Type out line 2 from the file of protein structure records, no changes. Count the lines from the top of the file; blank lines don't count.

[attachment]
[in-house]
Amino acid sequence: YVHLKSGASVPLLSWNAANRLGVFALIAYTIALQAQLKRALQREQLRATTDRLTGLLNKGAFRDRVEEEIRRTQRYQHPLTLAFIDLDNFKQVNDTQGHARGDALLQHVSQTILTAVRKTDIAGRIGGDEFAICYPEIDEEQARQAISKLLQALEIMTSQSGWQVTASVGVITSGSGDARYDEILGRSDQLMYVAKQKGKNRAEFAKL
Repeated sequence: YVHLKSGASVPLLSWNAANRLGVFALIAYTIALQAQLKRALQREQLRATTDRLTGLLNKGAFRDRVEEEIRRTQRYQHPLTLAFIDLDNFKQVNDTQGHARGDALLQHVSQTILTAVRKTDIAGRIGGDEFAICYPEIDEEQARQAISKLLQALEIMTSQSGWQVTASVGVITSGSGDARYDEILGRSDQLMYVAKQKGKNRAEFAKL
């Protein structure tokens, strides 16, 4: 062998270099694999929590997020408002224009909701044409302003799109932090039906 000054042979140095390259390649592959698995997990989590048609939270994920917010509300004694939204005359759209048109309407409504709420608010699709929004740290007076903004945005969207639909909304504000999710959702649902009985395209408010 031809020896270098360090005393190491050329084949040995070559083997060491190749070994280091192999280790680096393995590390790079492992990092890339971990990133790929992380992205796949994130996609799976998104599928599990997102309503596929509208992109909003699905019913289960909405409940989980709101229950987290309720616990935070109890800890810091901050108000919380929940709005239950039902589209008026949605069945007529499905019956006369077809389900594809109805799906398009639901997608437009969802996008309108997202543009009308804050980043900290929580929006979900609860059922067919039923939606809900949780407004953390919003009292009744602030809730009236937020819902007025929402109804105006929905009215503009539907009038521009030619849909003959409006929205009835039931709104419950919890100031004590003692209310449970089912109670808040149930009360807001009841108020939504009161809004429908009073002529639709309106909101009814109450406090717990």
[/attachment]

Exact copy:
Amino acid sequence: YVHLKSGASVPLLSWNAANRLGVFALIAYTIALQAQLKRALQREQLRATTDRLTGLLNKGAFRDRVEEEIRRTQRYQHPLTLAFIDLDNFKQVNDTQGHARGDALLQHVSQTILTAVRKTDIAGRIGGDEFAICYPEIDEEQARQAISKLLQALEIMTSQSGWQVTASVGVITSGSGDARYDEILGRSDQLMYVAKQKGKNRAEFAKL